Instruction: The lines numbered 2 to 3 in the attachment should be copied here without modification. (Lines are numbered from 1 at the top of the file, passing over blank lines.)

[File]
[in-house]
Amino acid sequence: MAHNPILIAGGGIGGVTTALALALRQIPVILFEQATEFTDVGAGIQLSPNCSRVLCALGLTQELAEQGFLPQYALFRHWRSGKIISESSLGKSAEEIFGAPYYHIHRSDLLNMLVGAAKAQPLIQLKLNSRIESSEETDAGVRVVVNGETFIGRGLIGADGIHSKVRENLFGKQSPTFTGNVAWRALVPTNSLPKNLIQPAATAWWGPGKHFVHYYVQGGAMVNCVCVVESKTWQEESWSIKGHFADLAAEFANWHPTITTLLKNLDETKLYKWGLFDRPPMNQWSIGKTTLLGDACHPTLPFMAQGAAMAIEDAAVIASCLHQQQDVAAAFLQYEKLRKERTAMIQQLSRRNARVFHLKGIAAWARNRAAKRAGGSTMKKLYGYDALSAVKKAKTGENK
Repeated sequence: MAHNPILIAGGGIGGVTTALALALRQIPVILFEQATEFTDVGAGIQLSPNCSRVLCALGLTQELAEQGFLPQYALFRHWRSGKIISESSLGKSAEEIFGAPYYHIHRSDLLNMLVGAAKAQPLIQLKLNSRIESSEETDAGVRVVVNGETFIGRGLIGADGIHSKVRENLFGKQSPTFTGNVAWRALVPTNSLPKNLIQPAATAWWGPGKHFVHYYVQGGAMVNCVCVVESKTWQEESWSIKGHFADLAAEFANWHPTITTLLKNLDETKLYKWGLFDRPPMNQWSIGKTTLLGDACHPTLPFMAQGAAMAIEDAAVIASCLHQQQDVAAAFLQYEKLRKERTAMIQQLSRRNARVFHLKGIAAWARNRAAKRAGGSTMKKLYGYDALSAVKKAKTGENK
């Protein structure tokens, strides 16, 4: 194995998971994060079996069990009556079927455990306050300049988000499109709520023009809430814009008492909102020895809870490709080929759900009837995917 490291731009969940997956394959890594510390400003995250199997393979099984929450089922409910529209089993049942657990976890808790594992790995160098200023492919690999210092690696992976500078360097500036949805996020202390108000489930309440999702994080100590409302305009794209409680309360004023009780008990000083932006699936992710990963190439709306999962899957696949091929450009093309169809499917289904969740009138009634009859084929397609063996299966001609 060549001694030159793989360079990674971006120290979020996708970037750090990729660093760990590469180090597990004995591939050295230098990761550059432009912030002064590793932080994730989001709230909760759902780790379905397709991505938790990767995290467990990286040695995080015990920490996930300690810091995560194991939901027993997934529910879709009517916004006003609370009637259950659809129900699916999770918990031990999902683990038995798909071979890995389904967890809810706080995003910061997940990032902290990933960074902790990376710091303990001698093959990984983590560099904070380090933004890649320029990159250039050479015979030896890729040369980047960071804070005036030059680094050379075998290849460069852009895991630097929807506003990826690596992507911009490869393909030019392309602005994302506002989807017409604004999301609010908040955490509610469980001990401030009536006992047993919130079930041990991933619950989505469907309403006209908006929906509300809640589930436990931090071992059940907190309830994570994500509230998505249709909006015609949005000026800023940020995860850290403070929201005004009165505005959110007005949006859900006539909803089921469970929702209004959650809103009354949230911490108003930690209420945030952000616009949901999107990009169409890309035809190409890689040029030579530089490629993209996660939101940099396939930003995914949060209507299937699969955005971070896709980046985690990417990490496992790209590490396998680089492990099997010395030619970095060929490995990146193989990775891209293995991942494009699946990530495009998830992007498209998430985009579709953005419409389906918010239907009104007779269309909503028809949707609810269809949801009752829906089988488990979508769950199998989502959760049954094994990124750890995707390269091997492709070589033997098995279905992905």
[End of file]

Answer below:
Amino acid sequence: MAHNPILIAGGGIGGVTTALALALRQIPVILFEQATEFTDVGAGIQLSPNCSRVLCALGLTQELAEQGFLPQYALFRHWRSGKIISESSLGKSAEEIFGAPYYHIHRSDLLNMLVGAAKAQPLIQLKLNSRIESSEETDAGVRVVVNGETFIGRGLIGADGIHSKVRENLFGKQSPTFTGNVAWRALVPTNSLPKNLIQPAATAWWGPGKHFVHYYVQGGAMVNCVCVVESKTWQEESWSIKGHFADLAAEFANWHPTITTLLKNLDETKLYKWGLFDRPPMNQWSIGKTTLLGDACHPTLPFMAQGAAMAIEDAAVIASCLHQQQDVAAAFLQYEKLRKERTAMIQQLSRRNARVFHLKGIAAWARNRAAKRAGGSTMKKLYGYDALSAVKKAKTGENK
Repeated sequence: MAHNPILIAGGGIGGVTTALALALRQIPVILFEQATEFTDVGAGIQLSPNCSRVLCALGLTQELAEQGFLPQYALFRHWRSGKIISESSLGKSAEEIFGAPYYHIHRSDLLNMLVGAAKAQPLIQLKLNSRIESSEETDAGVRVVVNGETFIGRGLIGADGIHSKVRENLFGKQSPTFTGNVAWRALVPTNSLPKNLIQPAATAWWGPGKHFVHYYVQGGAMVNCVCVVESKTWQEESWSIKGHFADLAAEFANWHPTITTLLKNLDETKLYKWGLFDRPPMNQWSIGKTTLLGDACHPTLPFMAQGAAMAIEDAAVIASCLHQQQDVAAAFLQYEKLRKERTAMIQQLSRRNARVFHLKGIAAWARNRAAKRAGGSTMKKLYGYDALSAVKKAKTGENK